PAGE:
January 19, 2005


California Executes Confessed Murderer (Rone Tempest, January 19, 2005, LA Times)

Last-minute court appeals rejected and clemency vigorously denied by the governor, Donald Beardslee was executed early this morning, 24 years after he confessed to the slayings of two Bay Area women.

As about 300 opponents of the death penalty held a vigil outside the prison, Beardslee, 61, was strapped to a gurney and injected with a fatal cocktail of drugs.

In an extraordinarily detailed statement Tuesday, Gov. Arnold Schwarzenegger said: "Nothing in his petition or the record of his case convinces me that he did not understand the gravity of his actions or that these heinous murders were wrong."

At least in Europe, that'll put an end to the stories casting Arnold as a liberal Republican. And, if that doesn't, this will, Unions Protest Governor's Proposals: As nurses gather in the Capitol, labor leaders say it's the start of a fight to keep pay and benefits. (Robert Salladay, January 19, 2005, LA Times)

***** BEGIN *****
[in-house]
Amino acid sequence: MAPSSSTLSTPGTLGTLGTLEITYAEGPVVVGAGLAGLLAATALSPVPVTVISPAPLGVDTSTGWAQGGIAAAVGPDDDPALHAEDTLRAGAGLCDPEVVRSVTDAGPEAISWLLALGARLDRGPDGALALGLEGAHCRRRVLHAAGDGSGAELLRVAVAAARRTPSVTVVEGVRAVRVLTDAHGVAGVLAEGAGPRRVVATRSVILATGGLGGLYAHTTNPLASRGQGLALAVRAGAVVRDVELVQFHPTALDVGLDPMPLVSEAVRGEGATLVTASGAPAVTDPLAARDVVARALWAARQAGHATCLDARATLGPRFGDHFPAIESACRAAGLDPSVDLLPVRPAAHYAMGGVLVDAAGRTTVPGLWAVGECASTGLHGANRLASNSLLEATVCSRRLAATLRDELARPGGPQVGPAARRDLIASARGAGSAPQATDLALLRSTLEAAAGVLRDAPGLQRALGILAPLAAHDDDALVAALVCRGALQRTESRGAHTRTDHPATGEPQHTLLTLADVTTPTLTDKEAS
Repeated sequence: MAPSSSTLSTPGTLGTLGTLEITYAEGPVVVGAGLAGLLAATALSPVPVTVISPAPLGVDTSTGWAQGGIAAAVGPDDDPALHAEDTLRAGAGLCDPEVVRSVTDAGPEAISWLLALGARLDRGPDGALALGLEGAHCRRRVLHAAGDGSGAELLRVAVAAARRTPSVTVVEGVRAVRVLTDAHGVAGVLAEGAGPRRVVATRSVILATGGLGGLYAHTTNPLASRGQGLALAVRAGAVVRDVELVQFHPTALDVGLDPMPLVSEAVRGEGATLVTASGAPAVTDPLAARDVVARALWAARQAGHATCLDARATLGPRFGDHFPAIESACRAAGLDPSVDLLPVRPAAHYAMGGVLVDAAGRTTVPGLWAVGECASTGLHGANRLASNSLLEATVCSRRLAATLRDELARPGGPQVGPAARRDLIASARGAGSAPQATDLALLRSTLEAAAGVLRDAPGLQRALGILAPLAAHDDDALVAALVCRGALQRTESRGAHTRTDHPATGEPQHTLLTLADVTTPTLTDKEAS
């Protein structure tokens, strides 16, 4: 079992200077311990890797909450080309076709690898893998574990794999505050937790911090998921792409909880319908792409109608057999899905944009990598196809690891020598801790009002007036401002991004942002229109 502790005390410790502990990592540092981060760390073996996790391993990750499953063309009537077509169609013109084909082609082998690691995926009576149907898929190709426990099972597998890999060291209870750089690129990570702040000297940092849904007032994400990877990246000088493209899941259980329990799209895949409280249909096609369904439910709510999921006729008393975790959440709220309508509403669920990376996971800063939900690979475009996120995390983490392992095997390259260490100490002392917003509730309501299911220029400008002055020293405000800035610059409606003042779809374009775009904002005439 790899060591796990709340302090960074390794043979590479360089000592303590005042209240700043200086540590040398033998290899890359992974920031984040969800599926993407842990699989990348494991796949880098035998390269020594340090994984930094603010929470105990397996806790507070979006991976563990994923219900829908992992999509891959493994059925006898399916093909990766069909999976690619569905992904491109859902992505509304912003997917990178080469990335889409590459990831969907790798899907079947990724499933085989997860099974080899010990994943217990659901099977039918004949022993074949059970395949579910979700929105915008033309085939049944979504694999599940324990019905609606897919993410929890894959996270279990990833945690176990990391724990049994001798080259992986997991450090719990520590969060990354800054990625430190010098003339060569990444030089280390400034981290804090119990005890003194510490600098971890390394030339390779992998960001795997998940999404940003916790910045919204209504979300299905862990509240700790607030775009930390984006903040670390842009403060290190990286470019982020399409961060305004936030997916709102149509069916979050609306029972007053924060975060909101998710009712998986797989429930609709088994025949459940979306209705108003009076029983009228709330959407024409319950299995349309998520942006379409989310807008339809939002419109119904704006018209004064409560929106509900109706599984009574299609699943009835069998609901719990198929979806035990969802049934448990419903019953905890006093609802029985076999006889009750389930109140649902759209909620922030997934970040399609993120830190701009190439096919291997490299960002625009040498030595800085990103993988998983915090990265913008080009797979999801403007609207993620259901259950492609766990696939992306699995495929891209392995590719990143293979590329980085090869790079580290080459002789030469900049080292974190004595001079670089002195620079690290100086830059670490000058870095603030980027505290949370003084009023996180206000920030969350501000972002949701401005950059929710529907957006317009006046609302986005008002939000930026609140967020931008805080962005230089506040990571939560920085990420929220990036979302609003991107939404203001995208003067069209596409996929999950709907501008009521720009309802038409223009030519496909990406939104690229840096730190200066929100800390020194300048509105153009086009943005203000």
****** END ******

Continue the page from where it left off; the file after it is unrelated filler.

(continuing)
Gov. Arnold Schwarzenegger faced one of the biggest protests of his political career Tuesday, when about 1,500 nurses marched on the Capitol behind black coffins and a New Orleans jazz band playing a death march.

They were upset about Schwarzenegger's emergency edict cutting back on the number of nurses required by law in hospitals and emergency rooms. The governor has said a nursing shortage required him to suspend the law, but the action has mobilized thousands against him.

Union leaders say Tuesday's protest was just the start of a large and coordinated movement against the governor. Schwarzenegger has made organized labor across the state — including road construction crews, hospital nurses, public school teachers and welfare bureaucrats — his biggest budget-cutting targets this year.

Under several Schwarzenegger proposals, private and public employee unions would face less pay, fewer vacation days, longer hours and bigger pension costs. Particularly with his plan to turn California's public pension system into a 401(k) plan fueled by employee contributions, he has unleashed one of the most aggressive campaigns targeting unions since the administration of former Gov. Pete Wilson.

Unions consider Schwarzenegger their biggest enemy and have begun organizing for an expensive fight. Both sides — union leaders and Schwarzenegger's political allies — are expected to spend tens of millions of dollars to run a series of TV ads in the months ahead pitching their agendas or defending themselves. Many of the governor's proposals must be put before voters, most likely in a special election this fall.

Both also solidify his standing with conservative Republicans.

Posted by Orrin Judd at January 19, 2005 8:58 AM
Comments for this post are closed.